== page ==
# How to Teach a Lesson on Electricity By: John N. DiCamillo.

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How to Teach a Lesson on Electricity By: John N. DiCamillo

Curriculum and Pennsylvania Standards Physical Science, Chemistry, Physics, 3.4 Section 3.4.7 (B) Section 3.4.7 (B) –Relate energy sources and transfers to heat and temperature –Explain the parts and functions of an electrical circuit.

Curriculum and Pennsylvania Standards Section 3.4.4 (B) -Know basic energy types, sources and conversions -Apply knowledge of basic electrical circuits to design and construction -Classify materials as conductors and insulators -Describe static electricity in terms of attraction, repulsion and sparks. repulsion and sparks.

Most atoms have the same number of protons and electrons, the atom is neutral and has no charge! Protons are located within the nucleus and never leave the atom -Electrons have a negative charge -Protons have a positive charge -Protons have a positive charge A positive charge and a negative charge attract each other A positive charge and a negative charge attract each other A positive charge and a positive charge repel each other A positive charge and a positive charge repel each other A negative charge and a negative charge repel each other A negative charge and a negative charge repel each other

Lightning is defined as a giant spark of electric charges moving between: 1. A cloud and the ground 2. Between a cloud and another cloud 3. Or within a cloud The movement of the electrons is the flash of light that we see as lightning! LIGHTNING

Electric Currents Electric Current is the steady flow of electric charges, usually within a wire 1. Metals are classified as conductors. Metal wires are conductors because they allow electrons to move easily 2. Plastic is classified as an insulator. An insulator does not allow electrons to move easily.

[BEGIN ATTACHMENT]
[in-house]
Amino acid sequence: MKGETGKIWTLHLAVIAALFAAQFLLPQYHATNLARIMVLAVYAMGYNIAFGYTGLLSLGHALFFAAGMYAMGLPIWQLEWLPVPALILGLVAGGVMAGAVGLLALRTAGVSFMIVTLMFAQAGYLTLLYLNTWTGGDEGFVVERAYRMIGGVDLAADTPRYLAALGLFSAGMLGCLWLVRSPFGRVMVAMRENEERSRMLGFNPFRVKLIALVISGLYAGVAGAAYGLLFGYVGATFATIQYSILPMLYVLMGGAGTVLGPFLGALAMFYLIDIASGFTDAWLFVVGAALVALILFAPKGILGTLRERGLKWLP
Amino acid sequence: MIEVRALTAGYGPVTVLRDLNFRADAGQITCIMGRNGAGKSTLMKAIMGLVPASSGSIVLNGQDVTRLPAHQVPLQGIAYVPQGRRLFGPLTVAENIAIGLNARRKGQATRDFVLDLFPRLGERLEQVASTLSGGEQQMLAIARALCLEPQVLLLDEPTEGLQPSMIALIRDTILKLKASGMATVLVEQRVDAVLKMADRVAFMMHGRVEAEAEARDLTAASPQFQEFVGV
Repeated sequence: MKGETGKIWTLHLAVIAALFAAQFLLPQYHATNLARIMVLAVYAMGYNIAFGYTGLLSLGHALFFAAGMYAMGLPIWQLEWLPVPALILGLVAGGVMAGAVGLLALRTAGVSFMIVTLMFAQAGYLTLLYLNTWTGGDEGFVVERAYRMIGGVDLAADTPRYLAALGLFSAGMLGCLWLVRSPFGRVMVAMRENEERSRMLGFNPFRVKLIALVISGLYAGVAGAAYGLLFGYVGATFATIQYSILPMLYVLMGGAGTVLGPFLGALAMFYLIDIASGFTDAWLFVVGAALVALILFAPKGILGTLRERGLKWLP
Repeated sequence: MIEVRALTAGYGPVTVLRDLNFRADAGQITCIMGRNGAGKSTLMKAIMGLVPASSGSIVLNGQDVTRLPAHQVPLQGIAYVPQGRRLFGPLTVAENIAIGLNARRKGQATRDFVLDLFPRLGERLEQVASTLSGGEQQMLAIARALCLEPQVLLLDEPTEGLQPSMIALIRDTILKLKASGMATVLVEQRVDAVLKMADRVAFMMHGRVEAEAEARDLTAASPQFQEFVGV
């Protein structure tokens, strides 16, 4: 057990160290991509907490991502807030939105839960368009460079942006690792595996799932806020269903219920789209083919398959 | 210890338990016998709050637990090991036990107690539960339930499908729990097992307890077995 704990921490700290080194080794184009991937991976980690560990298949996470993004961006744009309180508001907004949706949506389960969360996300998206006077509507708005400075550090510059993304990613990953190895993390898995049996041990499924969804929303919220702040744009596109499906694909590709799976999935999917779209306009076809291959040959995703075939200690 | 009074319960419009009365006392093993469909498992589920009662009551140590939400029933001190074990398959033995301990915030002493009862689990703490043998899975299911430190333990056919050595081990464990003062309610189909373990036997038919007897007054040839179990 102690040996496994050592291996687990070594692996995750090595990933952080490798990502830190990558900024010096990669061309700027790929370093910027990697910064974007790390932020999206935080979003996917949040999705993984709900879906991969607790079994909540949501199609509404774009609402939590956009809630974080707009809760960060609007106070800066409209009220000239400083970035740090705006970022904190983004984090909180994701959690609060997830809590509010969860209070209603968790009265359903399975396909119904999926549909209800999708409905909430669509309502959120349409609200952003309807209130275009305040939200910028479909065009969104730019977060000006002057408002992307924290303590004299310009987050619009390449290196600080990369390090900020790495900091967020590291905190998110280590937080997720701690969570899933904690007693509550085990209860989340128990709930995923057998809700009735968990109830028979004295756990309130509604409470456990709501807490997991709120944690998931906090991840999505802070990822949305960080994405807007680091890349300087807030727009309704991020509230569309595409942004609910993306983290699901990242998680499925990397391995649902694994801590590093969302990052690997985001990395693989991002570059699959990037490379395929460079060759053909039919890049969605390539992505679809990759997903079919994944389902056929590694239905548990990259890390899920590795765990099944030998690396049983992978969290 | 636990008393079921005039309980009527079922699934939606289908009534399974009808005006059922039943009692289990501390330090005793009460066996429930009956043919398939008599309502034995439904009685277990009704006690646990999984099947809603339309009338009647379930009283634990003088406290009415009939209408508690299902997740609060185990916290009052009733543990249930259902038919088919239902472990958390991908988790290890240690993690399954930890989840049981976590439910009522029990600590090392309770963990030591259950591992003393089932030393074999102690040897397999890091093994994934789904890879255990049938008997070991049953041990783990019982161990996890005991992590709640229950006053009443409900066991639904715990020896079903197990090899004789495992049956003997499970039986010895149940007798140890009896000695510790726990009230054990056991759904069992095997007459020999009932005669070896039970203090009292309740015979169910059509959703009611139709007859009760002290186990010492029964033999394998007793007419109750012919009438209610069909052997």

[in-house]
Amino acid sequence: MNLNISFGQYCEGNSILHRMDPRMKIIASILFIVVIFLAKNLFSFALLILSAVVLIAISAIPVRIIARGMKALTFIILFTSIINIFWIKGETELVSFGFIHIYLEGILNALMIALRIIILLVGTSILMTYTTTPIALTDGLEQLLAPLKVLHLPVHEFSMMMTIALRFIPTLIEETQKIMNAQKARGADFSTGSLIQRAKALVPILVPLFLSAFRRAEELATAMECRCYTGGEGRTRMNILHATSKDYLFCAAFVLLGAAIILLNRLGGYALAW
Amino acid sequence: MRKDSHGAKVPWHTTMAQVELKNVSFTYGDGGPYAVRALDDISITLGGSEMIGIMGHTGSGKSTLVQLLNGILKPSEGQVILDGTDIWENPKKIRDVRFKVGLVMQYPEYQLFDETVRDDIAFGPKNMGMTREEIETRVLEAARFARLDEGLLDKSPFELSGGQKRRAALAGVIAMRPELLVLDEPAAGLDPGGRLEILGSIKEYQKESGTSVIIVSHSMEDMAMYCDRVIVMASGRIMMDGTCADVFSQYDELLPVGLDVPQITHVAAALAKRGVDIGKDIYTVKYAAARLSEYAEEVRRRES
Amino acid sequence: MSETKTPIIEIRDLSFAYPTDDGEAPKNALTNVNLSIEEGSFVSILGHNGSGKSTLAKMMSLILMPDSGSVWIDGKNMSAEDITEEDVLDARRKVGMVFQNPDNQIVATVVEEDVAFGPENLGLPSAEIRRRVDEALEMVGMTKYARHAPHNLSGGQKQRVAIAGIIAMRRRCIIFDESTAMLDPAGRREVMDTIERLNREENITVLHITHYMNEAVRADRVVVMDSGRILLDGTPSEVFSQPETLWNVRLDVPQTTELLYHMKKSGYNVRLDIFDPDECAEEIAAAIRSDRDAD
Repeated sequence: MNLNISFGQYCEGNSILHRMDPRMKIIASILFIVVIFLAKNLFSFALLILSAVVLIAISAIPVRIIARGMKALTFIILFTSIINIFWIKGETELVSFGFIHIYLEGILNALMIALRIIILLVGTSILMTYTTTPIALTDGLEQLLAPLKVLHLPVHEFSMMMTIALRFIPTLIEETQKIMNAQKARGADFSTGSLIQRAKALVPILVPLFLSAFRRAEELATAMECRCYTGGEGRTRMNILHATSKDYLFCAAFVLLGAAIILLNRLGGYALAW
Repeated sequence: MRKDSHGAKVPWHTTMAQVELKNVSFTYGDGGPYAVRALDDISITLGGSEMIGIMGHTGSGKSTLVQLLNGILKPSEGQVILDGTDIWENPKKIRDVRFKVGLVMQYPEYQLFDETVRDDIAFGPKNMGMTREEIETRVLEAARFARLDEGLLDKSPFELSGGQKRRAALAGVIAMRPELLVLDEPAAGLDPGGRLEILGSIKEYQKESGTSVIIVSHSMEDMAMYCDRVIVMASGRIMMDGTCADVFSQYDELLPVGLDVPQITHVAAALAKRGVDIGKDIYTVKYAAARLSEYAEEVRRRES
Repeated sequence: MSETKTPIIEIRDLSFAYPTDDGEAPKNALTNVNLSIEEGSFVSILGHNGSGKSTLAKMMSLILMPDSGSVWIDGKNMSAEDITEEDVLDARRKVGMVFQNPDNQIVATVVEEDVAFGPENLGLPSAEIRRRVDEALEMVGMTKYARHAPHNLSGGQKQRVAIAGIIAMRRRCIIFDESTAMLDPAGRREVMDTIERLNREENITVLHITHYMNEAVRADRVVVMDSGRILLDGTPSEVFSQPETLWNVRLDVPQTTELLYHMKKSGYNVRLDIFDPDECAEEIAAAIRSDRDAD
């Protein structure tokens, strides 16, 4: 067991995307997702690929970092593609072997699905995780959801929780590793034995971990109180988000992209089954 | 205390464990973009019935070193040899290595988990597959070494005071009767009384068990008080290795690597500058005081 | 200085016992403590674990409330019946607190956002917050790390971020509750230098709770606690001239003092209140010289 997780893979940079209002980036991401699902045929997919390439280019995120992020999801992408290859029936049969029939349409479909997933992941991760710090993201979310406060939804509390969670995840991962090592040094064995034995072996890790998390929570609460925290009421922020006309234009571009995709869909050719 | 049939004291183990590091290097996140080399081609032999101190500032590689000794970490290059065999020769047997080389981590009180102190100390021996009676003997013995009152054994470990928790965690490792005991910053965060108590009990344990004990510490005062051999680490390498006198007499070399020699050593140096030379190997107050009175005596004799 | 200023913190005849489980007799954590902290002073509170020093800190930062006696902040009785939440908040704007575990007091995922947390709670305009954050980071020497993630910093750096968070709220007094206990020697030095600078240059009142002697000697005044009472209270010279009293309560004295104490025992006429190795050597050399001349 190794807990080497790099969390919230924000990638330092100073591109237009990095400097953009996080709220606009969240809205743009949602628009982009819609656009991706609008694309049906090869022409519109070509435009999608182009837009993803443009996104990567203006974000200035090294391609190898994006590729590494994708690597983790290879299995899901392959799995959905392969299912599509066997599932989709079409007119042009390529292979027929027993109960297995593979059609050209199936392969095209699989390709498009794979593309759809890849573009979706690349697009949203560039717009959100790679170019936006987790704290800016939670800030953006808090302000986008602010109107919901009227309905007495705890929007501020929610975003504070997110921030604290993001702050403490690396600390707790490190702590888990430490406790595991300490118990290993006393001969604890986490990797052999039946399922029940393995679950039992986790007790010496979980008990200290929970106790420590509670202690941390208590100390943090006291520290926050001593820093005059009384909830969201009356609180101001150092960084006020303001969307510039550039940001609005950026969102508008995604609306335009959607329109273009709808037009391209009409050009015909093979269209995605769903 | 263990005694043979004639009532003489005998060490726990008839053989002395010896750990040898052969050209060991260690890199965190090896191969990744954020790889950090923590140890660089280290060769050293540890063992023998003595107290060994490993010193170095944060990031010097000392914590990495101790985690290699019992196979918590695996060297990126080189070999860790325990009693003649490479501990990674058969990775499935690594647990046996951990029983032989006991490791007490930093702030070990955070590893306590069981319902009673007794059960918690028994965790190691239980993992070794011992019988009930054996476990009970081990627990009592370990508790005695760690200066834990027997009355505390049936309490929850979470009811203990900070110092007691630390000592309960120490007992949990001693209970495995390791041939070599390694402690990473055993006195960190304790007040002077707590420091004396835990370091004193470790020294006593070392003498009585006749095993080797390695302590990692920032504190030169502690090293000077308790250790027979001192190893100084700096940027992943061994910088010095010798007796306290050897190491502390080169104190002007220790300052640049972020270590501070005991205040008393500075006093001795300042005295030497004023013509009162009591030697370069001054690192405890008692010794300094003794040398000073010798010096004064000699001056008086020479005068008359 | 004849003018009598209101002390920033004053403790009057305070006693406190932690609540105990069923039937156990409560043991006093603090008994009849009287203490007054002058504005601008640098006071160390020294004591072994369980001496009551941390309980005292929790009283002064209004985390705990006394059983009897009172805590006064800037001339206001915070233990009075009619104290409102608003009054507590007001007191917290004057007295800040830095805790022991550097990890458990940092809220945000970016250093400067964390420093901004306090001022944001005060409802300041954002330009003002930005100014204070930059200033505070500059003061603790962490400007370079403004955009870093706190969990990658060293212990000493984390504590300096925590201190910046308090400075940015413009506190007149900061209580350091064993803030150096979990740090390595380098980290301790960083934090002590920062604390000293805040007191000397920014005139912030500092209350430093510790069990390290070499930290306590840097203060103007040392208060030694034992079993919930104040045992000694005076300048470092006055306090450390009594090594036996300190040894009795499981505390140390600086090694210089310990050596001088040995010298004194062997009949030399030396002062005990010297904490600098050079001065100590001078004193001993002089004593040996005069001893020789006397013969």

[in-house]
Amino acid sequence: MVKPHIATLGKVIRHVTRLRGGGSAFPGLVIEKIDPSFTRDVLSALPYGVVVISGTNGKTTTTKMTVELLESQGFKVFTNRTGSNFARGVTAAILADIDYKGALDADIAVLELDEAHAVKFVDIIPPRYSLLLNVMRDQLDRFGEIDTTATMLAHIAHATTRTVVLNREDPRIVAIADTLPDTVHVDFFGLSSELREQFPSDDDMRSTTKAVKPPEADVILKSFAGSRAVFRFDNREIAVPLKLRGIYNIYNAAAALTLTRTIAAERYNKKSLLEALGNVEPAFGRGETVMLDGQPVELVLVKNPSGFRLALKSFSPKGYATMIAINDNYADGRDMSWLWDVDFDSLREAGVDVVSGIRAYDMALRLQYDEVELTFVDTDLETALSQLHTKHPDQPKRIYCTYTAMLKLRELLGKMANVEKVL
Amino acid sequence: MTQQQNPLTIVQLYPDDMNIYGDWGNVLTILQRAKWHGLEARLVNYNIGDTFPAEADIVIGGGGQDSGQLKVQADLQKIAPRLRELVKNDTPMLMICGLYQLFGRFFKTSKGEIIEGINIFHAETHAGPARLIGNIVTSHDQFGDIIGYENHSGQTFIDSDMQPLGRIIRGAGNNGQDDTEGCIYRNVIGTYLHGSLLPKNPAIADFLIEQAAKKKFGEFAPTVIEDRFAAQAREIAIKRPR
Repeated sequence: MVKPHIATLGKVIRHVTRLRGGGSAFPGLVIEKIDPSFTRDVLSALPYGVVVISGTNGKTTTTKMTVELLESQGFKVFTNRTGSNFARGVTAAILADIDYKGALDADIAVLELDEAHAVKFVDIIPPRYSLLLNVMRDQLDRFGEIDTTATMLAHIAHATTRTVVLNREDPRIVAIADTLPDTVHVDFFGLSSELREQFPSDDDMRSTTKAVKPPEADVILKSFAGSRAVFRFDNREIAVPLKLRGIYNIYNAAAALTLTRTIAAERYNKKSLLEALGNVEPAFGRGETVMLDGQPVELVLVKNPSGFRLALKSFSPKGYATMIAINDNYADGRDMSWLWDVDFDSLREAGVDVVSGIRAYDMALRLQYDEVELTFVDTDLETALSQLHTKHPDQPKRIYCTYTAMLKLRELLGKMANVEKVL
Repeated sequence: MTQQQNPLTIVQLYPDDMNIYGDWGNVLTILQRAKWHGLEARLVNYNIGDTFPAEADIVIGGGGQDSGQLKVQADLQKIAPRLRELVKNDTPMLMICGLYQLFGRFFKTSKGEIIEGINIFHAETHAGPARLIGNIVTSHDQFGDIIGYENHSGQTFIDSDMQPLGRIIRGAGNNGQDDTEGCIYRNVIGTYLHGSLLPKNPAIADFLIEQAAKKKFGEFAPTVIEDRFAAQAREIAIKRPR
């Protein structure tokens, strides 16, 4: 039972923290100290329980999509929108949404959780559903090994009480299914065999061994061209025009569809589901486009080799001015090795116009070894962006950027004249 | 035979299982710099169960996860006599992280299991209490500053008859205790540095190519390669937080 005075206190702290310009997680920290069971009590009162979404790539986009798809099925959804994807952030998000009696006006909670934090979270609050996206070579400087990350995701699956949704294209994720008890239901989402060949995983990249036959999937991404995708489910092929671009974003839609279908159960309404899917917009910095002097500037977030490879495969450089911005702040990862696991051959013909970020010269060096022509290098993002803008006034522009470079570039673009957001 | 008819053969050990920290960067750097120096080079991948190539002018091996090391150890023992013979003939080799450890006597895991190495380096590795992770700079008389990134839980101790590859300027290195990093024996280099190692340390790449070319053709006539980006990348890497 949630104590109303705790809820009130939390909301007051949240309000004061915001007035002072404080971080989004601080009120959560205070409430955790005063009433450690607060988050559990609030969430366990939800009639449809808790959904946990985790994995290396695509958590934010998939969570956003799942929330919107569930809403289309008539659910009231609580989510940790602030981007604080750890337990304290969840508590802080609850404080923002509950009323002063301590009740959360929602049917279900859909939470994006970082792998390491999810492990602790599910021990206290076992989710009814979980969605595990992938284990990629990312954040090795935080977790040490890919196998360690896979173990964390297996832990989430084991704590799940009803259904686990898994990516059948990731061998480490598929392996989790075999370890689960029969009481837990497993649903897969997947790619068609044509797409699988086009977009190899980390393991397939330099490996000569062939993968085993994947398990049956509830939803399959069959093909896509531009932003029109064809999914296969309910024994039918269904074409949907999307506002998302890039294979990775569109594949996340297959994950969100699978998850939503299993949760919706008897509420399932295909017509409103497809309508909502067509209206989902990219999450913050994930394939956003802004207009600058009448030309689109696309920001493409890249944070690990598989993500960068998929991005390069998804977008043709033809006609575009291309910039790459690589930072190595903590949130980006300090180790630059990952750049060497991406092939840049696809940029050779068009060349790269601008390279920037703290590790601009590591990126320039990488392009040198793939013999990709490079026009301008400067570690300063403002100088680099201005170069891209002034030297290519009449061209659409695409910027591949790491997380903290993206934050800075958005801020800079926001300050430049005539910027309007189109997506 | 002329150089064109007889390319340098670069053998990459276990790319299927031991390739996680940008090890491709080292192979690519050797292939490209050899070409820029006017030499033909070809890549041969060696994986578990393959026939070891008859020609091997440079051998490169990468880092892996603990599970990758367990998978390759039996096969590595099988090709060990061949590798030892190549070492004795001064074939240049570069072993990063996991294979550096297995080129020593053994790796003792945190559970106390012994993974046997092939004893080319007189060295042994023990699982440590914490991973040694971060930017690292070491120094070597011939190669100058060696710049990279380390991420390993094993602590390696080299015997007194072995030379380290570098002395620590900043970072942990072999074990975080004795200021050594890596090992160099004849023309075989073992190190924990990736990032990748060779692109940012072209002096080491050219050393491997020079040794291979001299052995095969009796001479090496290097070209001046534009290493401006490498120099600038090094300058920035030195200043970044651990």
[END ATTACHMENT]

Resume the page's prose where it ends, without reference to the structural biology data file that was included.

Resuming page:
Electric current of a flashlight Follow the path of electrons through the circuit. 1. Electrons leave the negative end of the left battery 2. Electrons move through the wire 3. Electrons enter the light bulb and move through the tiny wire within the bulb. The wire gets hot and glows brightly 4. Electrons leave the light bulb and move into the positive end of the right battery 5. Electrons travel through the right battery, out the negative end and into the positive end of the left battery.

Lab: Lets Build a Circuit! 1. Schedule lab time 2. Secure the following materials 30 battery holders30 battery holders 30 switches30 switches 120 8” pieces of 22 gauge wire, single120 8” pieces of 22 gauge wire, single 1 wire stripper1 wire stripper 30 mini flashlight bulbs30 mini flashlight bulbs 30 light bulb holders30 light bulb holders

Lab: Lets Build a Circuit 3. Provide each student with the supplies needed to build their own circuit 4. Once the supplies are distributed, ask the students to build a circuit based on the previous days lessons 5. Assessment will be based on successful completion of the circuit where the student’s light bulb illuminates.

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